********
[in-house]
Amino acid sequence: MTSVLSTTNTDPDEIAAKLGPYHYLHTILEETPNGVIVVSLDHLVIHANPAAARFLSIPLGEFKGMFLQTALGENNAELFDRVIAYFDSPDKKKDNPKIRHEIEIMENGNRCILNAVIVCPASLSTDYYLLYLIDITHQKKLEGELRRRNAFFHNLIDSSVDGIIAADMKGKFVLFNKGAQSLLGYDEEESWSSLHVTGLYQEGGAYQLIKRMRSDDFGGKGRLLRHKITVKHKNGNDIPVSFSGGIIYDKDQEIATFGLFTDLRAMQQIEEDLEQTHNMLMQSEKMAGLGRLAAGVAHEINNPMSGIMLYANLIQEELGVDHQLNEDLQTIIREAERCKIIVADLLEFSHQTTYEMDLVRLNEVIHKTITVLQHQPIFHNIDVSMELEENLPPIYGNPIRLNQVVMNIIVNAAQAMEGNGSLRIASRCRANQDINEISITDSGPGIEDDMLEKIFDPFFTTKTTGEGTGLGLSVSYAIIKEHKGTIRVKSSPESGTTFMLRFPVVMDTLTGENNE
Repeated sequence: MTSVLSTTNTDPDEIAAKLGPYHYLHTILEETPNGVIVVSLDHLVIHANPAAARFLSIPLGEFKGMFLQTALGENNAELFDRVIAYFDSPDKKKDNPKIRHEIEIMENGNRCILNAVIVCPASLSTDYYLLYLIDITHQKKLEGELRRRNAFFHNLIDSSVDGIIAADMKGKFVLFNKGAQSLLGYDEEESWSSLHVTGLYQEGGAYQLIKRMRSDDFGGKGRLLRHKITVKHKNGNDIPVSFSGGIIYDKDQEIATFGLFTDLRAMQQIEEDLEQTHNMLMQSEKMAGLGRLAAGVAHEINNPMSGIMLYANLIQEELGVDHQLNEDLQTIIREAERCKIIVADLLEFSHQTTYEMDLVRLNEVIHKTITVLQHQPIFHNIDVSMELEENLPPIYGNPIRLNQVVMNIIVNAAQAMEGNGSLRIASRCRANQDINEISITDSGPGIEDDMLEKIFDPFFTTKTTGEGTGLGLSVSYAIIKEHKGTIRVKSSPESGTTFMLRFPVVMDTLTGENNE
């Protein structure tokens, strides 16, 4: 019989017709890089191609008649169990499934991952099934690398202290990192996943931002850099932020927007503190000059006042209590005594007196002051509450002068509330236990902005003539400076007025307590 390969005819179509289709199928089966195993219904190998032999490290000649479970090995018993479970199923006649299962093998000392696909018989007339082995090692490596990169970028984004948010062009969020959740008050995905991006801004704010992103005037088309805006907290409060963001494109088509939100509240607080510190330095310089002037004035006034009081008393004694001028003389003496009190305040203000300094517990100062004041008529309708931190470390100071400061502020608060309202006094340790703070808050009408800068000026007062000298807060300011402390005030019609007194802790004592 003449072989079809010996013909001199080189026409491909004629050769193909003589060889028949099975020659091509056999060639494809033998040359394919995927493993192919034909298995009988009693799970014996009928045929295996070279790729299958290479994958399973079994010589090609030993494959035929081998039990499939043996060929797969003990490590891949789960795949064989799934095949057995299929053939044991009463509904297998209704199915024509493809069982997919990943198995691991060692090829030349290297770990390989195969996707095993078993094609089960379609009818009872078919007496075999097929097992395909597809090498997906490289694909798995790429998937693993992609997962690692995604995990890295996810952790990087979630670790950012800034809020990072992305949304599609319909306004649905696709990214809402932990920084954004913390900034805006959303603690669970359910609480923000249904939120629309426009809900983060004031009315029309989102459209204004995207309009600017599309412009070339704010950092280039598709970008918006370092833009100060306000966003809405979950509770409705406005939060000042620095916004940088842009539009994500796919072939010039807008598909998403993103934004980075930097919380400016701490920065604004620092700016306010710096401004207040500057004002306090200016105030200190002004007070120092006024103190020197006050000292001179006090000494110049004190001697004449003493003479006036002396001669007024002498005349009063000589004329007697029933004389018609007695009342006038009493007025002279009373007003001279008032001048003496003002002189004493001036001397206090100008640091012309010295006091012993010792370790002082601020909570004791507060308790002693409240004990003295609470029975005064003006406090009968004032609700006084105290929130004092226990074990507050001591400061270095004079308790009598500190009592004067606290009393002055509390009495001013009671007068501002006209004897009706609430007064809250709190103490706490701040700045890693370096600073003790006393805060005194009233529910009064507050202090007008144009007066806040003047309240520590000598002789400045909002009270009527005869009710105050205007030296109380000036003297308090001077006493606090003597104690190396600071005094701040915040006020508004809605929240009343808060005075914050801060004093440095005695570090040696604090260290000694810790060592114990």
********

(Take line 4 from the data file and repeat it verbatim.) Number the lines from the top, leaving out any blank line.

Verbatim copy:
């Protein structure tokens, strides 16, 4: 019989017709890089191609008649169990499934991952099934690398202290990192996943931002850099932020927007503190000059006042209590005594007196002051509450002068509330236990902005003539400076007025307590 390969005819179509289709199928089966195993219904190998032999490290000649479970090995018993479970199923006649299962093998000392696909018989007339082995090692490596990169970028984004948010062009969020959740008050995905991006801004704010992103005037088309805006907290409060963001494109088509939100509240607080510190330095310089002037004035006034009081008393004694001028003389003496009190305040203000300094517990100062004041008529309708931190470390100071400061502020608060309202006094340790703070808050009408800068000026007062000298807060300011402390005030019609007194802790004592 003449072989079809010996013909001199080189026409491909004629050769193909003589060889028949099975020659091509056999060639494809033998040359394919995927493993192919034909298995009988009693799970014996009928045929295996070279790729299958290479994958399973079994010589090609030993494959035929081998039990499939043996060929797969003990490590891949789960795949064989799934095949057995299929053939044991009463509904297998209704199915024509493809069982997919990943198995691991060692090829030349290297770990390989195969996707095993078993094609089960379609009818009872078919007496075999097929097992395909597809090498997906490289694909798995790429998937693993992609997962690692995604995990890295996810952790990087979630670790950012800034809020990072992305949304599609319909306004649905696709990214809402932990920084954004913390900034805006959303603690669970359910609480923000249904939120629309426009809900983060004031009315029309989102459209204004995207309009600017599309412009070339704010950092280039598709970008918006370092833009100060306000966003809405979950509770409705406005939060000042620095916004940088842009539009994500796919072939010039807008598909998403993103934004980075930097919380400016701490920065604004620092700016306010710096401004207040500057004002306090200016105030200190002004007070120092006024103190020197006050000292001179006090000494110049004190001697004449003493003479006036002396001669007024002498005349009063000589004329007697029933004389018609007695009342006038009493007025002279009373007003001279008032001048003496003002002189004493001036001397206090100008640091012309010295006091012993010792370790002082601020909570004791507060308790002693409240004990003295609470029975005064003006406090009968004032609700006084105290929130004092226990074990507050001591400061270095004079308790009598500190009592004067606290009393002055509390009495001013009671007068501002006209004897009706609430007064809250709190103490706490701040700045890693370096600073003790006393805060005194009233529910009064507050202090007008144009007066806040003047309240520590000598002789400045909002009270009527005869009710105050205007030296109380000036003297308090001077006493606090003597104690190396600071005094701040915040006020508004809605929240009343808060005075914050801060004093440095005695570090040696604090260290000694810790060592114990």